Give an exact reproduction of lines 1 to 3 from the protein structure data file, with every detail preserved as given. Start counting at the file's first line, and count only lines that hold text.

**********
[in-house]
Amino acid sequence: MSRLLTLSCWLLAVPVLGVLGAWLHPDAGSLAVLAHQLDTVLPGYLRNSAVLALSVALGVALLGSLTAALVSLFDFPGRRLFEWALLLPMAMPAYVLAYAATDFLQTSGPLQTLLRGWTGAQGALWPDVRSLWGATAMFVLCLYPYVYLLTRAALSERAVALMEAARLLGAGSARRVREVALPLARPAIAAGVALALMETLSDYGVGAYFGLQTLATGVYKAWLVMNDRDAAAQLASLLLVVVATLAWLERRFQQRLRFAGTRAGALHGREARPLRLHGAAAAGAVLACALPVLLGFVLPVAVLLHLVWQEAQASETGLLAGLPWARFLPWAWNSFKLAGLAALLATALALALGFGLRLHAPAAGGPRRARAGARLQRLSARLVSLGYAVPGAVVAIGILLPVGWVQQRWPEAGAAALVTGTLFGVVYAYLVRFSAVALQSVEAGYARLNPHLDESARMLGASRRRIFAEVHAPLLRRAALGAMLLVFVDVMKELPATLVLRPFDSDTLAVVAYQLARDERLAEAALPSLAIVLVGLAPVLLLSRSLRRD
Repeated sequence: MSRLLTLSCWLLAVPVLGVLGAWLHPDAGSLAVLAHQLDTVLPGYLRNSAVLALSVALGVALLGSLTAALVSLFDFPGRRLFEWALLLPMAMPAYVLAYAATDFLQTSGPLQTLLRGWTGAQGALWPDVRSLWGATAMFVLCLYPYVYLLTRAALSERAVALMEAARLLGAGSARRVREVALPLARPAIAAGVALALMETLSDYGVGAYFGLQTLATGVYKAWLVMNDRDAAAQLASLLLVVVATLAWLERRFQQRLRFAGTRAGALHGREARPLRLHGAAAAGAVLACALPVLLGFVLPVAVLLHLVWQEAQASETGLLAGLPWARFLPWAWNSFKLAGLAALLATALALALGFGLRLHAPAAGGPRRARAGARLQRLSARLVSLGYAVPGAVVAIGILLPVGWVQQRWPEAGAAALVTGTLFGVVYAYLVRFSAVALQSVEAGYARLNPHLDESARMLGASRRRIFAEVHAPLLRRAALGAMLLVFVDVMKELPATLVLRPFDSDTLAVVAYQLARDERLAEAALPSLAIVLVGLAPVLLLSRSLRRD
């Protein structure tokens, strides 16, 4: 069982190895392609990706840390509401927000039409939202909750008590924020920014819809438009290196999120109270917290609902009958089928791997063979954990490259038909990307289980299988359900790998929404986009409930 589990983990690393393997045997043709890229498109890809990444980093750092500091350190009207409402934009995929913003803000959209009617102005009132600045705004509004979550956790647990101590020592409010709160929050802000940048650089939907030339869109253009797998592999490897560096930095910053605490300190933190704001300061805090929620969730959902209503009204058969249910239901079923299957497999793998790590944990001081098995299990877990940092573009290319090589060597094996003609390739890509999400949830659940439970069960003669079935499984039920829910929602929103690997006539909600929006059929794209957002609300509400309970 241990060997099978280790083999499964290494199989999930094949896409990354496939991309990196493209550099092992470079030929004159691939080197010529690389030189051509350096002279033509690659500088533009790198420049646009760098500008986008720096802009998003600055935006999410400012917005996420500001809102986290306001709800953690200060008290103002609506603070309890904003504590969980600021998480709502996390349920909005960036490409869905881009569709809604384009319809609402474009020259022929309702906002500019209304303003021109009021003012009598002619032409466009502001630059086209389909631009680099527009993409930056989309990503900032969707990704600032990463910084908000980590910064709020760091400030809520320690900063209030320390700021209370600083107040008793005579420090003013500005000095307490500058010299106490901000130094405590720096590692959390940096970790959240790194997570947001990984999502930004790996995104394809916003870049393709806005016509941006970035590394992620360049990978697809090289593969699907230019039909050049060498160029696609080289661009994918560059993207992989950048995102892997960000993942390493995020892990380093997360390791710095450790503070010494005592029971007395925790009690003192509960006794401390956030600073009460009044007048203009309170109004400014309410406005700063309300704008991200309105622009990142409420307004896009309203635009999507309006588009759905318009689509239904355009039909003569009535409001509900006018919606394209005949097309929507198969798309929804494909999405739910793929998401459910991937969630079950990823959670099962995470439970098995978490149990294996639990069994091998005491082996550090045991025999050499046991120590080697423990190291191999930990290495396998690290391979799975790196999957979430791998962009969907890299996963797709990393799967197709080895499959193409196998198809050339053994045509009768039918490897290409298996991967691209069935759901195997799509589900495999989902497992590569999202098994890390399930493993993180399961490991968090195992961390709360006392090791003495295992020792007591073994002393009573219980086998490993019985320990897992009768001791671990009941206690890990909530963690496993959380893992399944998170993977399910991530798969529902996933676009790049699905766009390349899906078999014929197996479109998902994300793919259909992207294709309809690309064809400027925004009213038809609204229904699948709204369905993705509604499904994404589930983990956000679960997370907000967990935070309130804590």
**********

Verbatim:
[in-house]
Amino acid sequence: MSRLLTLSCWLLAVPVLGVLGAWLHPDAGSLAVLAHQLDTVLPGYLRNSAVLALSVALGVALLGSLTAALVSLFDFPGRRLFEWALLLPMAMPAYVLAYAATDFLQTSGPLQTLLRGWTGAQGALWPDVRSLWGATAMFVLCLYPYVYLLTRAALSERAVALMEAARLLGAGSARRVREVALPLARPAIAAGVALALMETLSDYGVGAYFGLQTLATGVYKAWLVMNDRDAAAQLASLLLVVVATLAWLERRFQQRLRFAGTRAGALHGREARPLRLHGAAAAGAVLACALPVLLGFVLPVAVLLHLVWQEAQASETGLLAGLPWARFLPWAWNSFKLAGLAALLATALALALGFGLRLHAPAAGGPRRARAGARLQRLSARLVSLGYAVPGAVVAIGILLPVGWVQQRWPEAGAAALVTGTLFGVVYAYLVRFSAVALQSVEAGYARLNPHLDESARMLGASRRRIFAEVHAPLLRRAALGAMLLVFVDVMKELPATLVLRPFDSDTLAVVAYQLARDERLAEAALPSLAIVLVGLAPVLLLSRSLRRD
Repeated sequence: MSRLLTLSCWLLAVPVLGVLGAWLHPDAGSLAVLAHQLDTVLPGYLRNSAVLALSVALGVALLGSLTAALVSLFDFPGRRLFEWALLLPMAMPAYVLAYAATDFLQTSGPLQTLLRGWTGAQGALWPDVRSLWGATAMFVLCLYPYVYLLTRAALSERAVALMEAARLLGAGSARRVREVALPLARPAIAAGVALALMETLSDYGVGAYFGLQTLATGVYKAWLVMNDRDAAAQLASLLLVVVATLAWLERRFQQRLRFAGTRAGALHGREARPLRLHGAAAAGAVLACALPVLLGFVLPVAVLLHLVWQEAQASETGLLAGLPWARFLPWAWNSFKLAGLAALLATALALALGFGLRLHAPAAGGPRRARAGARLQRLSARLVSLGYAVPGAVVAIGILLPVGWVQQRWPEAGAAALVTGTLFGVVYAYLVRFSAVALQSVEAGYARLNPHLDESARMLGASRRRIFAEVHAPLLRRAALGAMLLVFVDVMKELPATLVLRPFDSDTLAVVAYQLARDERLAEAALPSLAIVLVGLAPVLLLSRSLRRD